Dcraw

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=== Intro ===
 
From an article by David Coffin:
 
From an article by David Coffin:
 
<blockquote>
 
<blockquote>
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'''dcraw''' can write 16 bit per channel image files (on windows [[PSD]] files are supported) which contain all the image information of the [[RAW]] file in a linear (gamma 1.0) color space.
 
'''dcraw''' can write 16 bit per channel image files (on windows [[PSD]] files are supported) which contain all the image information of the [[RAW]] file in a linear (gamma 1.0) color space.
  
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=== Usage with Photoshop ===
 
[[Photoshop]] users can use this files simply by assign a gamma 1.0 color space (and then convert to working space if needed). A gamma 1.0 color space can be created with following steps:
 
[[Photoshop]] users can use this files simply by assign a gamma 1.0 color space (and then convert to working space if needed). A gamma 1.0 color space can be created with following steps:
 
* Choose '''Color Settings''' from '''Edit''' menu.
 
* Choose '''Color Settings''' from '''Edit''' menu.
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Even after conversion into a gamma 2.2 working space the images might look dull. Don't worry. If you use them with [[full 16 bit workflow]] for panorama creation you wont loose anything. You can adjust  levels and contrast in your ready stitched panorama.
 
Even after conversion into a gamma 2.2 working space the images might look dull. Don't worry. If you use them with [[full 16 bit workflow]] for panorama creation you wont loose anything. You can adjust  levels and contrast in your ready stitched panorama.
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=== Other Image processors ===
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Users of other operating systems or other image processores can apply a gamma of 2.2 to those linear gamma files produced by '''dcraw''' in their favourite 16 bit per channel capable image processor (f.e. [http://cinepaint.sourceforge.net/ Cinepaint] on Linux).
  
 
<small>--[[User:Erik Krause|Erik Krause]] 10:41, 7 Jul 2005 (EDT)</small>
 
<small>--[[User:Erik Krause|Erik Krause]] 10:41, 7 Jul 2005 (EDT)</small>

Revision as of 15:54, 7 July 2005

Intro

From an article by David Coffin:

What is dcraw?

Quite simply, it's an ANSI C program to decode any raw image from any digital camera on any computer running any operating system. It is a unique and vital tool in the world of digital photography.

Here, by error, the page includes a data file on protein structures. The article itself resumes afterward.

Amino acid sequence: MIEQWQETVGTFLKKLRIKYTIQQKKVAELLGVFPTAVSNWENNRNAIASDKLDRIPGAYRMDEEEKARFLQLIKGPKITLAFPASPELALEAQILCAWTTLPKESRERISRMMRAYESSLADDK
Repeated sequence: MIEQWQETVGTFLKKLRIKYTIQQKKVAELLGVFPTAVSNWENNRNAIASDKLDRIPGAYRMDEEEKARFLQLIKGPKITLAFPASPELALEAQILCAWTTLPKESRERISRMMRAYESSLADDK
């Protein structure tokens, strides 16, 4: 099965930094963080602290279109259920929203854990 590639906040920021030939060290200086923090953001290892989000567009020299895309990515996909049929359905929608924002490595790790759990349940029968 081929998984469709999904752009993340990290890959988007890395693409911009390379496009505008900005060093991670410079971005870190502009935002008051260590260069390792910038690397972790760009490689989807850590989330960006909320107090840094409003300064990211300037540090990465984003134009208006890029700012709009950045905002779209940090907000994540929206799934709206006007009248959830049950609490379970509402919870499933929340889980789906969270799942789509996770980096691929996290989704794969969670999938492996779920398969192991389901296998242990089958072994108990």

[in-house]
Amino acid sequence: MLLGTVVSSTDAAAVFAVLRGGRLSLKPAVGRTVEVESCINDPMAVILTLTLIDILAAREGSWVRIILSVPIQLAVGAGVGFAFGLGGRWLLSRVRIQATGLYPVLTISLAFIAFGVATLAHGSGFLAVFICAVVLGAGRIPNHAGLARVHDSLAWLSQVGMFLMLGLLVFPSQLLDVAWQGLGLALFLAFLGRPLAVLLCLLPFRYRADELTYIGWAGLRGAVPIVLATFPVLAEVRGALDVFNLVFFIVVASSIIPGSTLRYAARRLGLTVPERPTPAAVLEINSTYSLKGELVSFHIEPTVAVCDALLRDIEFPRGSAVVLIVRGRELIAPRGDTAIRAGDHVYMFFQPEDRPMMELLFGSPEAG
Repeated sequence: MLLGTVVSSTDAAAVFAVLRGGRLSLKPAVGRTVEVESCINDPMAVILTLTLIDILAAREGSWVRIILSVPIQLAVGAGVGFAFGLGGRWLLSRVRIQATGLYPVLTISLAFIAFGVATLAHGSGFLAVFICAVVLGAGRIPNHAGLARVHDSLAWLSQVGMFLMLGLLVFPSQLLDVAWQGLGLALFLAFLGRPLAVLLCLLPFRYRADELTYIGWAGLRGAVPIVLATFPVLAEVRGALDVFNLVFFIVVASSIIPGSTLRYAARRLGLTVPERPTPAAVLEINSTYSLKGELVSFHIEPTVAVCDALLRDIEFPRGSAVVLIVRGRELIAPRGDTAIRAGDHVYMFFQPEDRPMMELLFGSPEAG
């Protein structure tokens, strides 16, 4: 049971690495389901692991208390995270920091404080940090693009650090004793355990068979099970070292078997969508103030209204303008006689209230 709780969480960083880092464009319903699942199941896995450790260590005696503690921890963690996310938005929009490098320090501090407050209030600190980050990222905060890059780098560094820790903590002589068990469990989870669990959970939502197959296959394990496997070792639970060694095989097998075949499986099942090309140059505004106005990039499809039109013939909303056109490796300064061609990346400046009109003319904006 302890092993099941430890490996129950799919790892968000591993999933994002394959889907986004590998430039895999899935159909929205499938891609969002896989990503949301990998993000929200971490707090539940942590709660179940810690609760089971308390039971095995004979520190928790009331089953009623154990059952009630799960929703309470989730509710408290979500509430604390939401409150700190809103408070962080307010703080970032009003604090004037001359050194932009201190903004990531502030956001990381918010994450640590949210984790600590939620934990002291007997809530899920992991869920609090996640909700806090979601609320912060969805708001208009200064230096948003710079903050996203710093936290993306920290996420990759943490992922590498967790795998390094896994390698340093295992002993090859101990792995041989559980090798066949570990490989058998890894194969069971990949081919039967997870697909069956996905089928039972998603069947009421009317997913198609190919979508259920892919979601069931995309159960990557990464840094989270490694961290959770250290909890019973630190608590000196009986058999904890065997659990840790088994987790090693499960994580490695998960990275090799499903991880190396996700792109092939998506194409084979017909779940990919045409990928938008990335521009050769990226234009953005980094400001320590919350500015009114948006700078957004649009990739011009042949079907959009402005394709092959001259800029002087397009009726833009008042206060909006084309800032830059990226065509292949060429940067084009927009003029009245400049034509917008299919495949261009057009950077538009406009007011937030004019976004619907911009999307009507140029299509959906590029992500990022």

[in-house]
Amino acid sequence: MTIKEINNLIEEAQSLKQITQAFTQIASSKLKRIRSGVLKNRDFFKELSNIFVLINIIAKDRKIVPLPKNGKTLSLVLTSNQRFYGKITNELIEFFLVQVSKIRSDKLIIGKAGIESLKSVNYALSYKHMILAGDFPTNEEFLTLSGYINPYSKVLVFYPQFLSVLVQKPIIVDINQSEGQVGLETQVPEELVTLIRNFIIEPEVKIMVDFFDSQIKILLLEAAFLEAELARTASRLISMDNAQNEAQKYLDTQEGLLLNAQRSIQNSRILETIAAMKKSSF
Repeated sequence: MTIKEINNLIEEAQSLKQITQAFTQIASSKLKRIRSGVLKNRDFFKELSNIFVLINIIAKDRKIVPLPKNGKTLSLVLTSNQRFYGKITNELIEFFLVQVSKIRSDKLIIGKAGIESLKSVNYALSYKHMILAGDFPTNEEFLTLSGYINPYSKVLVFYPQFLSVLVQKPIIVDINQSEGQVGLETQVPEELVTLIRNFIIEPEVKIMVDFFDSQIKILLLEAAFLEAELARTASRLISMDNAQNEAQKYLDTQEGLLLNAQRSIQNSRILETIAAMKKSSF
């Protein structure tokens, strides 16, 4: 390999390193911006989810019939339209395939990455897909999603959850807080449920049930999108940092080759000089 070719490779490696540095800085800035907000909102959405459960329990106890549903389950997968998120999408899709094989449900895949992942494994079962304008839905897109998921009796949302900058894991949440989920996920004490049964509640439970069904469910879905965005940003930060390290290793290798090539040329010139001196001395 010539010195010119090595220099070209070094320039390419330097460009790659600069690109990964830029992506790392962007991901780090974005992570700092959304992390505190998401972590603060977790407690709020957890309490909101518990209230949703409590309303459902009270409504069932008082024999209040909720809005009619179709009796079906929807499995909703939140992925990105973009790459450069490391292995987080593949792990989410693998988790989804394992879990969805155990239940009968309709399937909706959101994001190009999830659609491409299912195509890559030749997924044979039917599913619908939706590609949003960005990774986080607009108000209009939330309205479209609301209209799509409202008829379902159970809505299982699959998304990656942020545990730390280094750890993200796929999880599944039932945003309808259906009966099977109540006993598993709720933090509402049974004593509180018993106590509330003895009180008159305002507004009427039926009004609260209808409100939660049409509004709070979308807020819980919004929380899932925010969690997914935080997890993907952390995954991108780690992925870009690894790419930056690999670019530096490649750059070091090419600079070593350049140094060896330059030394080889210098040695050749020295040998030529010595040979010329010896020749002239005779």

Thousands of people use dcraw without knowing it, as Bibble, BreezeBrowser, IrfanView, Conceiva, and the Adobe Camera Raw plugin all contain source code from dcraw.

Thanks to Dave Coffin the usage of digital cameras is no longer limited to computers running Windows and MacOS, and thanks to him there is a unique way to extract the full dynamic range from RAW files in one go.

dcraw can write 16 bit per channel image files (on windows PSD files are supported) which contain all the image information of the RAW file in a linear (gamma 1.0) color space.

Usage with Photoshop

Photoshop users can use this files simply by assign a gamma 1.0 color space (and then convert to working space if needed). A gamma 1.0 color space can be created with following steps:

  • Choose Color Settings from Edit menu.
  • Check Advanced Mode
  • Choose sRGB IEC61966-2.1 from the RGB droplist under Working Space.
  • Choose Custom from the same droplist (very top).
  • In the Custom RGB dialog set Gamma to 1.0 - leave all other values as they are.
  • Enter appropriate name (f.e. sRGB Gamma 1) and leave dialog by pressing Ok.
  • In the Color Settings dialog choose Save RGB from the RGB dropdown list.
  • Give an appropriate name (f.e. sRGB Gamma 1.icc) and save (this might be slightly different for Mac users).
  • Close the Color Settings dialog by pressing Cancel (in order not to choose the new profile as working space.

Even after conversion into a gamma 2.2 working space the images might look dull. Don't worry. If you use them with full 16 bit workflow for panorama creation you wont loose anything. You can adjust levels and contrast in your ready stitched panorama.

Other Image processors

Users of other operating systems or other image processores can apply a gamma of 2.2 to those linear gamma files produced by dcraw in their favourite 16 bit per channel capable image processor (f.e. Cinepaint on Linux).

--Erik Krause 10:41, 7 Jul 2005 (EDT)

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